April Ashley

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April Ashley

An Evening With April Ashley at the Southbank Centre4.jpg
Born (1935-04-29) 29 April 1935 (age 85)
Liverpool, England
NationalityBritish
Spouse(s)
(m. 1963; annulled 1970)
  • Jeffrey West
    (m. 1980s; div. 1990s)
Websitewww.aprilashley.org

April Ashley, MBE (born 29 April 1935) is an English model and restaurant hostess. She was outed as a transgender woman by the Sunday People newspaper in 1961[1] and is one of the earliest British people known to have had sex reassignment surgery. Her marriage was annulled in a notable court case known as Corbett v Corbett.

Early life[edit]

Born in Smithdown Hospital in Liverpool, Ashley was one of six surviving children of a Roman Catholic father Frederick Jamieson and Protestant mother Ada Brown,[2] who had married two years before.[3] During her childhood in Liverpool, Ashley suffered from both calcium deficiency, requiring weekly calcium injections at the Alder Hey Children's Hospital, and bed-wetting, resulting in her being given her own box room aged two when the family moved house.[4]

1950s to 1970s[edit]

She joined the Merchant Navy in 1951 at the age of 16.[5] Following a suicide attempt, she was given dishonourable discharge[4] and a second attempt resulted in Ashley being sent to the mental institution in Ormskirk at age 17.[5]

In her book The First Lady, Ashley tells the story of the rape she endured while still living as a man. A roommate raped her, and she was severely injured.[6]

Gender transition[edit]

After leaving hospital Ashley moved to London, at one point claiming to have shared a boarding house with then ship's steward John Prescott, later deputy prime minister of the United Kingdom. Having started cross-dressing, she moved to Paris in the late 1950s, began using the name Toni April, and joined the entertainer Coccinelle in the cast of the drag cabaret at the Caroussel Theatre.[5][7]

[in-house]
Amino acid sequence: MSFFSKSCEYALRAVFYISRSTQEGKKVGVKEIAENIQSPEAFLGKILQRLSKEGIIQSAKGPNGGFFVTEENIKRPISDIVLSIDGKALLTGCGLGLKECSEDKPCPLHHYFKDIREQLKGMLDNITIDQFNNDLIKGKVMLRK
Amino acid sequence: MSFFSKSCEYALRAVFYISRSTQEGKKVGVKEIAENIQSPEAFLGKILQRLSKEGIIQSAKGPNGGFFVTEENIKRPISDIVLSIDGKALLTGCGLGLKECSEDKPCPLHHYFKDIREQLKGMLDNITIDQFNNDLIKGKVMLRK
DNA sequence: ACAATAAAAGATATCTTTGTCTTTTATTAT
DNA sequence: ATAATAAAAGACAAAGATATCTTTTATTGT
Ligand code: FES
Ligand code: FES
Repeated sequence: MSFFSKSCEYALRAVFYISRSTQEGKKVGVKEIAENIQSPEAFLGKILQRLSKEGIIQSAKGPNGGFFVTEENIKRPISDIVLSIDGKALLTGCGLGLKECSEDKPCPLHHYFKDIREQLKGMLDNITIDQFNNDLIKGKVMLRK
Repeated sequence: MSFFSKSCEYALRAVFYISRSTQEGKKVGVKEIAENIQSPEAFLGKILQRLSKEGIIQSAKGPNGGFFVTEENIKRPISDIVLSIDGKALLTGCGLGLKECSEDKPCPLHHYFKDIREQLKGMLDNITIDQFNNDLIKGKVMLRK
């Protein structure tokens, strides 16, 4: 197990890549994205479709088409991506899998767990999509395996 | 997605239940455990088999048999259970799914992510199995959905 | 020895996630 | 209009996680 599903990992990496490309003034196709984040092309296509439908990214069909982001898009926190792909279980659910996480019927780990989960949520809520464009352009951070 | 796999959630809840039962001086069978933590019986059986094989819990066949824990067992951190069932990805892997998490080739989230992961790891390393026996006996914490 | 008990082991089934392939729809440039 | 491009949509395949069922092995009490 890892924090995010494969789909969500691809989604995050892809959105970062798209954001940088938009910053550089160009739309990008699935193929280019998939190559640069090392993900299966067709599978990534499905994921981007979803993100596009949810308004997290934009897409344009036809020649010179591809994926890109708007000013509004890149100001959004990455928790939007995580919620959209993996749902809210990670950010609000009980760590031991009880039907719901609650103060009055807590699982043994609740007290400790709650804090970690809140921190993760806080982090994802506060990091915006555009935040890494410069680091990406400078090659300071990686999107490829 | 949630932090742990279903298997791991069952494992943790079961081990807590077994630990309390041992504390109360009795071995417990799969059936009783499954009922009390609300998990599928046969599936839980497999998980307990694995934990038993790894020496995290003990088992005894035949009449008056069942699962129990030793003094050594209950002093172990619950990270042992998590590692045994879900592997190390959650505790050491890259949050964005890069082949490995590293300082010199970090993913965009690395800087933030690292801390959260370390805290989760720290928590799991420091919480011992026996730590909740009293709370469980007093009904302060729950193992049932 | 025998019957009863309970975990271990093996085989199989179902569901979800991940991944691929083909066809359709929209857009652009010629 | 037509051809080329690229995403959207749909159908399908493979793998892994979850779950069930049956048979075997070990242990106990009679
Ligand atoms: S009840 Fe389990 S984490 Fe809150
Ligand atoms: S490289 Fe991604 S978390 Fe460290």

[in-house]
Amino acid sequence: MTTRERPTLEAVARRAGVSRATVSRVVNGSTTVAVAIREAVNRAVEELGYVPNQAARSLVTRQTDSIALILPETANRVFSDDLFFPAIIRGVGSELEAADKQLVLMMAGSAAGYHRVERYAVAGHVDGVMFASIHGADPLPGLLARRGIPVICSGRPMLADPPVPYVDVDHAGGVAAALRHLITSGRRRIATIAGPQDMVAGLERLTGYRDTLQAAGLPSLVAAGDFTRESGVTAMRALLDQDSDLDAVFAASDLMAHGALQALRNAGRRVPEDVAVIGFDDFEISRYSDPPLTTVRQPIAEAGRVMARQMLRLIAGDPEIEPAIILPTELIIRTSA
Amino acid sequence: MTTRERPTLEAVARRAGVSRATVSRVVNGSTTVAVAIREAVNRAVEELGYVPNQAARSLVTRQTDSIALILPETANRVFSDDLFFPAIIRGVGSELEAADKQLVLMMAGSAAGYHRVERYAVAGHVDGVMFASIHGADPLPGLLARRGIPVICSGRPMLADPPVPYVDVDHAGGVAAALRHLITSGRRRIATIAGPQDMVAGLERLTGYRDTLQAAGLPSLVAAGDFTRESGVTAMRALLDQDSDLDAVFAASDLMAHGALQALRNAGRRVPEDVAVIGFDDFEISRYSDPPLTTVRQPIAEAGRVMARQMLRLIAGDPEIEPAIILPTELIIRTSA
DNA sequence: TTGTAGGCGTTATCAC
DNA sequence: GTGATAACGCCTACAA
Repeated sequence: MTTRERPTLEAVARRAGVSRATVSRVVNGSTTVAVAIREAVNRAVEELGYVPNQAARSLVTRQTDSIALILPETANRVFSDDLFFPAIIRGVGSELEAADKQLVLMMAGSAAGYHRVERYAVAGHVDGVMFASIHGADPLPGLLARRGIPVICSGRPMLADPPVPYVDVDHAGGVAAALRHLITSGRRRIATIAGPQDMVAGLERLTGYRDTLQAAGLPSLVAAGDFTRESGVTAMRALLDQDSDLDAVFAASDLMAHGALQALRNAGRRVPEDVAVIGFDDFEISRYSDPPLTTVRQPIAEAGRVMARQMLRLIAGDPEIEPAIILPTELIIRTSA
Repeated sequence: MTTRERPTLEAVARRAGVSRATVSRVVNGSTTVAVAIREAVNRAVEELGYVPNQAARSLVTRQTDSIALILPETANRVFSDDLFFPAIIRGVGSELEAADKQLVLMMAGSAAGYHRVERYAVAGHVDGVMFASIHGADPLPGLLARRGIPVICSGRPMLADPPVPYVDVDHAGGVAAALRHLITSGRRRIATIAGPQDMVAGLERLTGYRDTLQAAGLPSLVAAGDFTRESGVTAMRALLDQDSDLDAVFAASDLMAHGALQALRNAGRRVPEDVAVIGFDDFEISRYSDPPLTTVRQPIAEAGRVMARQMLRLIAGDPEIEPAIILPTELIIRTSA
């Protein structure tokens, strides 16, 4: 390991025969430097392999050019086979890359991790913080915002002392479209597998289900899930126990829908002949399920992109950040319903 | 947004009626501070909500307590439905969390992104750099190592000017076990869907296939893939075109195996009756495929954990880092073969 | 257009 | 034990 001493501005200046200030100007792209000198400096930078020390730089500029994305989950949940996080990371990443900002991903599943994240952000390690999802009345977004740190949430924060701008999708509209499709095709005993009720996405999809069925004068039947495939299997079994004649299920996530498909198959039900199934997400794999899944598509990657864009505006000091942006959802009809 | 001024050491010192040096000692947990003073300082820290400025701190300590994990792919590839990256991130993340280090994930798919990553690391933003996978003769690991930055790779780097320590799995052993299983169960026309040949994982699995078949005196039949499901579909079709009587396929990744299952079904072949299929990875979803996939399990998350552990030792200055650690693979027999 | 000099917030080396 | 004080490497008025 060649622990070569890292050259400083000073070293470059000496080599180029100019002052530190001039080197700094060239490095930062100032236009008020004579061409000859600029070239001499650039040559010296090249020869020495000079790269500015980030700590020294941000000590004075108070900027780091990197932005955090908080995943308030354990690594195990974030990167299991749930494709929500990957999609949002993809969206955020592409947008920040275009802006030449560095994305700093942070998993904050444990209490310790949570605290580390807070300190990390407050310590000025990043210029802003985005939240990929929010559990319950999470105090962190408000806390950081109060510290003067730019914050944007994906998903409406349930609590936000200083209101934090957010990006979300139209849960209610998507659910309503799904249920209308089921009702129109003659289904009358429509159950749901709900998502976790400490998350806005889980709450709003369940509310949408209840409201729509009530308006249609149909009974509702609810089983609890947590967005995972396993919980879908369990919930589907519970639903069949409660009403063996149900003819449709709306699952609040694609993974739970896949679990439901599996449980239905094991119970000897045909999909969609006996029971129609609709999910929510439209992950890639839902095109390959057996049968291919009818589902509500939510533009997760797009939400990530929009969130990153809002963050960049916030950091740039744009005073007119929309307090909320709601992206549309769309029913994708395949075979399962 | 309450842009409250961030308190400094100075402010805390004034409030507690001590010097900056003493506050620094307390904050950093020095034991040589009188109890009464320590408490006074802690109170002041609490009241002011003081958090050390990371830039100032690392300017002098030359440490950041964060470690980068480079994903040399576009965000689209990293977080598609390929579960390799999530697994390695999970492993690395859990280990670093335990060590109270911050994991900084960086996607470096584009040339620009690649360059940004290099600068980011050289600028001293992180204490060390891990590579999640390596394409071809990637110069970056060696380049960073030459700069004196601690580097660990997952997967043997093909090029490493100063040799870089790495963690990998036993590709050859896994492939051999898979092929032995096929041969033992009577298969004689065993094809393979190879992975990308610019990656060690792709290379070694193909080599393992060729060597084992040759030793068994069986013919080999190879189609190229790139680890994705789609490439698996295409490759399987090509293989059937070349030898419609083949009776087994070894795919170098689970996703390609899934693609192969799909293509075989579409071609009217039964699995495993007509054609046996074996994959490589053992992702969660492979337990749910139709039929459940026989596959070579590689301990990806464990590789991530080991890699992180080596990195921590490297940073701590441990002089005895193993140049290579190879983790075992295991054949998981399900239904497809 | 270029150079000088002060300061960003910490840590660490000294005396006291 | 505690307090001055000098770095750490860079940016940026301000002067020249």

At the age of 25, having saved £3,000, Ashley had a seven-hour-long sex reassignment surgery on 12 May 1960, performed in Casablanca, Morocco, by Georges Burou. All her hair fell out, and she endured significant pain, but the operation was successful.[5][7]

Modelling career, public outing[edit]

After returning to Britain, Ashley began using the name April Ashley and became a successful fashion model, appearing in Vogue (photographed by David Bailey[8]) and winning a small role in the film The Road to Hong Kong, which starred Bing Crosby and Bob Hope.[7][9][10]

A friend sold her story to the media in 1961, and the Sunday People outed Ashley as a trans woman. She became a centre of attention and some scandal, and her film credit was dropped.[1][10]

In November 1960, Ashley met Hon. Arthur Corbett (later 3rd Baron Rowallan), the Eton-educated son and heir of Lord Rowallan. They wed in 1963, but the marriage quickly ended. Ashley's lawyers wrote to Corbett in 1966 demanding maintenance payments, and in 1967, Corbett responded by filing suit to have the marriage annulled. The annulment was granted in 1970 on the grounds that the court considered Ashley to be male, but Corbett knew about her history when they married.[5][7][8] This is the case known as Corbett v Corbett.

Later life[edit]

After a heart attack in London, Ashley retired for some years to the Welsh border town of Hay-on-Wye. In her book April Ashley's Odyssey, she stated that Amanda Lear was assigned male at birth and that they had worked together at Le Carousel where Lear had used the drag name Peki d'Oslo.[4] Ashley was once great friends with Lear,[11] but according to Ashley's book The First Lady, they had a major falling out and haven't spoken in years.

In the 1980s, Ashley married Jeffrey West on the cruise ship RMS Queen Mary in Long Beach, California.[12] In 2005, after the passage of the Gender Recognition Act 2004, Ashley was legally recognised as female and issued with a new birth certificate. The then Deputy Prime Minister of the United Kingdom John Prescott, who knew Ashley from the 1950s, helped her with the procedure.[citation needed]